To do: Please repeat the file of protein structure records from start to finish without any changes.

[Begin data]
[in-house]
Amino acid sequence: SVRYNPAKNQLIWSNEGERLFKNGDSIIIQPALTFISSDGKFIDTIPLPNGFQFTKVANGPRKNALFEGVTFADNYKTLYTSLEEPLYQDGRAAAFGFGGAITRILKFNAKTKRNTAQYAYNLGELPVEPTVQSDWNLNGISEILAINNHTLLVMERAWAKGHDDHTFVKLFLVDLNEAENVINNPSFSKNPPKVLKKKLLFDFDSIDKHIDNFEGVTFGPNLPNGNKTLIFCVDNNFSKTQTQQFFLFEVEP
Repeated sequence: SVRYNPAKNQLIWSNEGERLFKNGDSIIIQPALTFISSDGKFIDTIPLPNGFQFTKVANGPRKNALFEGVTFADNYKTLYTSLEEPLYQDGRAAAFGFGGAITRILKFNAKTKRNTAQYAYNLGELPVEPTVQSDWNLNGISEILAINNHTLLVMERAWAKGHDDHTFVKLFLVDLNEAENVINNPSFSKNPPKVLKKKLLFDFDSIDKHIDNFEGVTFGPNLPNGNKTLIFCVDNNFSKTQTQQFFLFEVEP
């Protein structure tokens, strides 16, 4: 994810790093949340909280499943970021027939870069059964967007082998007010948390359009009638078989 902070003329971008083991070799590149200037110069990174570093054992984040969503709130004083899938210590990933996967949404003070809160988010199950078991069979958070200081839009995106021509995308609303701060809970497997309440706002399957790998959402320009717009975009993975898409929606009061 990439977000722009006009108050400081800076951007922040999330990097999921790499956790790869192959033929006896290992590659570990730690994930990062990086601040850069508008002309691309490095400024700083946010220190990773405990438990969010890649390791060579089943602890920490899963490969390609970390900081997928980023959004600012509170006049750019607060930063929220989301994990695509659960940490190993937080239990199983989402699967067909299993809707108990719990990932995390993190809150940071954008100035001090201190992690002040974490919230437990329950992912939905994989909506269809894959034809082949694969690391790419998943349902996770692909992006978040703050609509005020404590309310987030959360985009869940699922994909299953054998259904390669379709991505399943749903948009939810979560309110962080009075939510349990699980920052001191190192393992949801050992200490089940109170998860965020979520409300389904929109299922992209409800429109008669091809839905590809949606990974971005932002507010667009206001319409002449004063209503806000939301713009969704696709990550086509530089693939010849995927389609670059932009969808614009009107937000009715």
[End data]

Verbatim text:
[in-house]
Amino acid sequence: SVRYNPAKNQLIWSNEGERLFKNGDSIIIQPALTFISSDGKFIDTIPLPNGFQFTKVANGPRKNALFEGVTFADNYKTLYTSLEEPLYQDGRAAAFGFGGAITRILKFNAKTKRNTAQYAYNLGELPVEPTVQSDWNLNGISEILAINNHTLLVMERAWAKGHDDHTFVKLFLVDLNEAENVINNPSFSKNPPKVLKKKLLFDFDSIDKHIDNFEGVTFGPNLPNGNKTLIFCVDNNFSKTQTQQFFLFEVEP
Repeated sequence: SVRYNPAKNQLIWSNEGERLFKNGDSIIIQPALTFISSDGKFIDTIPLPNGFQFTKVANGPRKNALFEGVTFADNYKTLYTSLEEPLYQDGRAAAFGFGGAITRILKFNAKTKRNTAQYAYNLGELPVEPTVQSDWNLNGISEILAINNHTLLVMERAWAKGHDDHTFVKLFLVDLNEAENVINNPSFSKNPPKVLKKKLLFDFDSIDKHIDNFEGVTFGPNLPNGNKTLIFCVDNNFSKTQTQQFFLFEVEP
């Protein structure tokens, strides 16, 4: 994810790093949340909280499943970021027939870069059964967007082998007010948390359009009638078989 902070003329971008083991070799590149200037110069990174570093054992984040969503709130004083899938210590990933996967949404003070809160988010199950078991069979958070200081839009995106021509995308609303701060809970497997309440706002399957790998959402320009717009975009993975898409929606009061 990439977000722009006009108050400081800076951007922040999330990097999921790499956790790869192959033929006896290992590659570990730690994930990062990086601040850069508008002309691309490095400024700083946010220190990773405990438990969010890649390791060579089943602890920490899963490969390609970390900081997928980023959004600012509170006049750019607060930063929220989301994990695509659960940490190993937080239990199983989402699967067909299993809707108990719990990932995390993190809150940071954008100035001090201190992690002040974490919230437990329950992912939905994989909506269809894959034809082949694969690391790419998943349902996770692909992006978040703050609509005020404590309310987030959360985009869940699922994909299953054998259904390669379709991505399943749903948009939810979560309110962080009075939510349990699980920052001191190192393992949801050992200490089940109170998860965020979520409300389904929109299922992209409800429109008669091809839905590809949606990974971005932002507010667009206001319409002449004063209503806000939301713009969704696709990550086509530089693939010849995927389609670059932009969808614009009107937000009715």